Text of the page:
Hollywood on the Potomac: Hot Topics

by Editorial

Douglas Brinkley’s new biography, The Wilderness Warrior: Theodore Roosevelt and the Crusade for America (Harper-Collins), is heavy in more ways than one. Toting the 817-page (excluding maps and appendix) study of the life and achievements of our “naturalist president” Theodore Roosevelt is a great alternative to lifting weights.
Since a party in the author’s honor was scheduled on a stifling summer night when most guests would be vacationing – or pretending to be – guests were surprised to see Roosevelt House über-jammed thanks to Kimball Stroud’s orchestration.
Our mini-interview with the honoree:
How long did it take to write the book? “I started it in the early ’90s.”
How long does it take to read? “It doesn’t matter. It’s worth it.”
How much does it weigh? “About the same as a healthy hunk of petrified wood.”
Something odd you can tell us about T.R., the conservationist president? “He always had his pockets filled with nuts to feed the White House squirrels.”

Washington author Kate Lehrer and poet/photographer Ginny Rosenblatt celebrated the release of New Yorker writer Elizabeth Hawes’ new book, Camus, A Romance (Grove Press) at Lehrer’s Cleveland Park home.
Kate and her husband, “Newshour” host Jim Lehrer, are both novelists themselves, and assiduously encourage their friends to indulge … in writing, that is.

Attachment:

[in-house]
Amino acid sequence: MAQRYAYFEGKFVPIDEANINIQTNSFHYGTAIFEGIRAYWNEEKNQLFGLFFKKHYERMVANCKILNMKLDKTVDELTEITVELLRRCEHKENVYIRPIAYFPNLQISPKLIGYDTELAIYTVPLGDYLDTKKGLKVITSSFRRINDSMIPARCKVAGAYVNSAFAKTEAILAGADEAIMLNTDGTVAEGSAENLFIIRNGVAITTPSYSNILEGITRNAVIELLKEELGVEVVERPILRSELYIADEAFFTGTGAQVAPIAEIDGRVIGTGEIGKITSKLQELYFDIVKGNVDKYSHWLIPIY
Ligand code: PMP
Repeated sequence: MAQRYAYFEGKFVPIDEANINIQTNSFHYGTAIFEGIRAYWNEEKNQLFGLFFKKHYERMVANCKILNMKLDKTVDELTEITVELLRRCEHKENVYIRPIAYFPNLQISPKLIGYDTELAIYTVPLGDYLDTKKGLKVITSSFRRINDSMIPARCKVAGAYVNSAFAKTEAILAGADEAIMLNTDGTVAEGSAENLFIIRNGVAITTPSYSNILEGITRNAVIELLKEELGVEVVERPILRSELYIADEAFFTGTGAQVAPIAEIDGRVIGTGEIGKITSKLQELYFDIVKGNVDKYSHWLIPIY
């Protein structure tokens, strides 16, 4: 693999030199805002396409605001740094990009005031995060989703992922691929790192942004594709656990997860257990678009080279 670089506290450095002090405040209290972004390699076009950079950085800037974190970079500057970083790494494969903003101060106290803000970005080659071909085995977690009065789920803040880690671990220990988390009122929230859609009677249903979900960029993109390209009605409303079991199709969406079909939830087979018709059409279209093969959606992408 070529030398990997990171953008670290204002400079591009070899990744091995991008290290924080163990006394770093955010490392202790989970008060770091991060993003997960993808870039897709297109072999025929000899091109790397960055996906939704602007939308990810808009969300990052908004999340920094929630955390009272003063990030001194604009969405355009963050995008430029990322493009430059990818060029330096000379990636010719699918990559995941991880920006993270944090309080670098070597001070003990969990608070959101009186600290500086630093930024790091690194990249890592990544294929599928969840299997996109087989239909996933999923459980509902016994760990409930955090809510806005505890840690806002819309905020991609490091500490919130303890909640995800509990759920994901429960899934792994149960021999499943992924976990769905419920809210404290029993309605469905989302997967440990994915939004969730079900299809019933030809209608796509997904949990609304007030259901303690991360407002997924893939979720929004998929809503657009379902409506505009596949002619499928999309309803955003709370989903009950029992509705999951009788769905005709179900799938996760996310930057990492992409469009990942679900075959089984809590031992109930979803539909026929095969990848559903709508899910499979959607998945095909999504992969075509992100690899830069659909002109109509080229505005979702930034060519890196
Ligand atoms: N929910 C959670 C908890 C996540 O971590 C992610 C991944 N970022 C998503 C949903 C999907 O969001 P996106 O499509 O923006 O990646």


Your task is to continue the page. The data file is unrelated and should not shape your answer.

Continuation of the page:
The cast of writer-characters at the Camus-themed party included Andrea Mitchell and Alan Greenspan, Colby and Gwen King, and “NewsHour” honcho Margaret Warner.
Future authors included White House counsel Greg Craig, who could surely muster a memoir after quarterbacking President Bill Clinton’s legal battle against impeachment. Imagine the science fiction novel that bio-med and health policy expert Dr. Peter Budetti could incubate.
Lest the summer air give rise to too much fantasy, Barbara Meade, co-owner of Politics & Prose, was there to provide a reality check in this era of shrinking sales and canceled publishers’ lists: Keep your day job.

If Katharine Weymouth’s “Summer Whites Party” co-hosted by Goli Sheikoleslami, Molly Elkin, and Ivan Wasserman, was any indication of how the Washington Post publisher is surviving the flap about her aborted “salon” gatherings, you’d have to give her a thumbs-up. She showed no visible signs of stress.
Harry Jaffe, longtime inside-the-Post chronicler at the Washingtonian, appeared to have gotten it right when he noted last year that, “The woman seems unflappable.”
“I’ve been up since 5:55 a.m. and going nonstop,” Weymouth said. “Got the three kids up. Put drops in the eyes of Red, the Cavalier King Charles Spaniel. Fed the kids. Made lunches for the kids. Attempted to work out. Got two to the bus stop and the youngest to day camp at Beauvoir.”
Jaffe may be on to something.

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